Stressed? You Must Be Kidding.

You’re reading this and I’m recovering from my first cataract surgery.  Only one eye is operated on at a time, so the next one is September 4th.  Part of the post operation plan is not driving for a week, which I’m sure I’ll be chaffing at before that week is over.  Another part is reading (and computing) for only ten minutes at a time which is why I’m writing this particular blog a week ahead of time, even though it will be published August 21st.

If you’re following us on Facebook or Twitter, you know I had a cardiovascular scare during my pre-op testing.  While talking to the ever reassuring Dr. Waram at Southwest Desert Cardiology, he mentioned the stellar reviews for What Is It And How Did I Get It? Early Stage Chronic Kidney Disease on Amazon. That got me to thinking I hadn’t looked at them so months, so I did.  I found two new ones I want to share with you:

5.0 out of 5 stars very helpful for calming down and getting to work on controlJune 23, 2012

By R. Sass

Format:Paperback|Amazon Verified Purchase

This is not a medical book, but it is the ONLY book I could find discussing the issue of early stage CKD. My twenty month old son was diagnosed on thursday, almost in passing by his nephrologist. I did not ask any questions on CKD, I was not handed any pamplets – I went into schock and reacted like I always do to bad news I can not process. I asked questions about my infant son’s high blood pressure (the reason for the appointment). Tried to pay attention, remained calm so as not to upset my children who were with us in the room, and then began to research like crazy. I also went back to the doctor and confirmed that she had in fact diagnosed my son with CKD (stage 1). So for me this book has been very helpful, but again I am still in a schock like state and just want to know how to slow the progression of the disease so that my son can have a mostly normal childhood. Best I can tell there is no treatment for the early stages and at least my son’s nephrologist (who is an expert in the area) does not appear to be at all concerned or worried. So I appreciate this book because it remined me to take the reigns (no one else will or can) and I plan to speak to my son’s pharmacist today about his other daily perscriptions, just to make sure that its okay to take… I plan to get more knowledgeable about nutrition (just like the author did) but most of all I plan to let my son play the sports he loves because activity is so important (the author loves to dance, my son loves to try and ice skate like his big sister).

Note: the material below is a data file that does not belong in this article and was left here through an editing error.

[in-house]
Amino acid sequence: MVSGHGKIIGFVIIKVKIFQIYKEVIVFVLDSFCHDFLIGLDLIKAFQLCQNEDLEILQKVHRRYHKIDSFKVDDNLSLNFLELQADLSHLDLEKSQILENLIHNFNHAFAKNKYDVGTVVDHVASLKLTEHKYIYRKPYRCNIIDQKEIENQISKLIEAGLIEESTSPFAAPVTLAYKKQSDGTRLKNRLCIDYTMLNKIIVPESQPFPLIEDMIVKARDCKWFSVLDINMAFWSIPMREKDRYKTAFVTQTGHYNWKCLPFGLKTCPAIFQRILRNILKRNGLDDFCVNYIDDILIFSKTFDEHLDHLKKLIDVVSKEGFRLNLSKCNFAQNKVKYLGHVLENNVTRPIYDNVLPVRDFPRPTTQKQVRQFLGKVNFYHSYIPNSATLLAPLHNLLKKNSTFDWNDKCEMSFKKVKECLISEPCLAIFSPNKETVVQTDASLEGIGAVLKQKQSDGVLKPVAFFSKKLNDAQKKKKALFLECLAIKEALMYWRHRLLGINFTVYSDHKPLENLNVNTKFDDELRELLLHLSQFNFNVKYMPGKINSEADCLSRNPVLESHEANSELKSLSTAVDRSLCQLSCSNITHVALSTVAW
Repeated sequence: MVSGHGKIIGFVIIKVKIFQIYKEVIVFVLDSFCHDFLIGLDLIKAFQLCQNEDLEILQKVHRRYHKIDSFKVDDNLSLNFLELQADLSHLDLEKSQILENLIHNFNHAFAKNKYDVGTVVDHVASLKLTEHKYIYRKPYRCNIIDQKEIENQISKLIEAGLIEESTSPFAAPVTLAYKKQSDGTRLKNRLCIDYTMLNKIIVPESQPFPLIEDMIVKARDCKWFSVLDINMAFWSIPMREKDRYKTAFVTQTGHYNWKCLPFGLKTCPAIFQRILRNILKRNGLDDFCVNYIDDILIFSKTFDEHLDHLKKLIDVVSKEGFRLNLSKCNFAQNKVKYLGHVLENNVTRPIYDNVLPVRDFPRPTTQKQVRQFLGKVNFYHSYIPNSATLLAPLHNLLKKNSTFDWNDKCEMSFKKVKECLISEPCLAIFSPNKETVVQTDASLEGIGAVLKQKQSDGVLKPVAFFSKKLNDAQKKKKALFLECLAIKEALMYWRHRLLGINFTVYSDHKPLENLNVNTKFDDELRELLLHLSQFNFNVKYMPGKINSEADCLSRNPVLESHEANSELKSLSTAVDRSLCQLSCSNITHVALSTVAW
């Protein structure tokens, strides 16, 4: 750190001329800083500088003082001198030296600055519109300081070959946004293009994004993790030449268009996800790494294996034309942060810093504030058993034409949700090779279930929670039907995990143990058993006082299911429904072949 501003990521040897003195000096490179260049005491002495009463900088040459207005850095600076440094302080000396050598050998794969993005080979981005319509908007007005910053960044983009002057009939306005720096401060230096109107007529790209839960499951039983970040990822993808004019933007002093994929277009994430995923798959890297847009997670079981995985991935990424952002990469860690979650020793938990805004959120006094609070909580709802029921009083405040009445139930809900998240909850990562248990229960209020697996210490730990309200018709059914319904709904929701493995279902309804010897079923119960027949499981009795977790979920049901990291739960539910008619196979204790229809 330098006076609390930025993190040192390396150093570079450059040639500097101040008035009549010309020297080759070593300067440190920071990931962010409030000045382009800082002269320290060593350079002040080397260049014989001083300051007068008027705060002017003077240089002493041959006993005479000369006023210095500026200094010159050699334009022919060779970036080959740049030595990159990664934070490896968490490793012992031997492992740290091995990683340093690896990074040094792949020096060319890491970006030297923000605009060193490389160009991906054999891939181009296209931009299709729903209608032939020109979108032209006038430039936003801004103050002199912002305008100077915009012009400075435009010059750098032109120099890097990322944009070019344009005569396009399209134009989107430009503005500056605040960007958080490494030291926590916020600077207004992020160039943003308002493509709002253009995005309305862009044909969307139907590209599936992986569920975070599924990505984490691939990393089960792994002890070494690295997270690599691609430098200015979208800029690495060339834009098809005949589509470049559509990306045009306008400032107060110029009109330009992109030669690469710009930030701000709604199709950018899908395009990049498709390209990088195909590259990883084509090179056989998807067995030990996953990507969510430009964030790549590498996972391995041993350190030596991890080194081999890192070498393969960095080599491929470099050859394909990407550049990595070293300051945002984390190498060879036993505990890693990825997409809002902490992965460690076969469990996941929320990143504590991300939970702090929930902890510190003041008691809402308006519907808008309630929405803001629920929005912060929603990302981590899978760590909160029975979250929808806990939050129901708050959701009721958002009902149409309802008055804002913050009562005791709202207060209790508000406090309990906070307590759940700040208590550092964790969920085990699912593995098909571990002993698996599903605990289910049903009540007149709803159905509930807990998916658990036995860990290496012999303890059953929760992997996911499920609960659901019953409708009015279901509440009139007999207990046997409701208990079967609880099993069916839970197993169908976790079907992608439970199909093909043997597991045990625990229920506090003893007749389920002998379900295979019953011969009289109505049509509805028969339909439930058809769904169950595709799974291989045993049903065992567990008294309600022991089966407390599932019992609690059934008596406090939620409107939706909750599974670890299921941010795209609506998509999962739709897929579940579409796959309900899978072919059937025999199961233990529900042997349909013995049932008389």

This book is a very quick read, its almost like you are having a conversation with a friend over coffee. It calmed me down, it gave me direction and it was available on my kindle in seconds. THANK YOU!!!!

5.0 out of 5 stars great down to earth read. May 31, 2012

By HELEN A. VIOLA

Format:Kindle Edition|Amazon Verified Purchase

This book and the author was very informative and so close to my situation that I felt at timess, I wrote it myself. There is so much information included, along with so many web sites to continue my own research. I want to thank this author for her down to earth style of writing!

Back to the cardiovascular scare.  There is no, zero, zilch history of heart disease in my family BUT (as we all know), I do have Chronic Kidney Disease. That moves me up a notch for developing heart problems. According to the U.S. National Library of Medicine, ckd may be the cause of the following heart and blood vessel complications: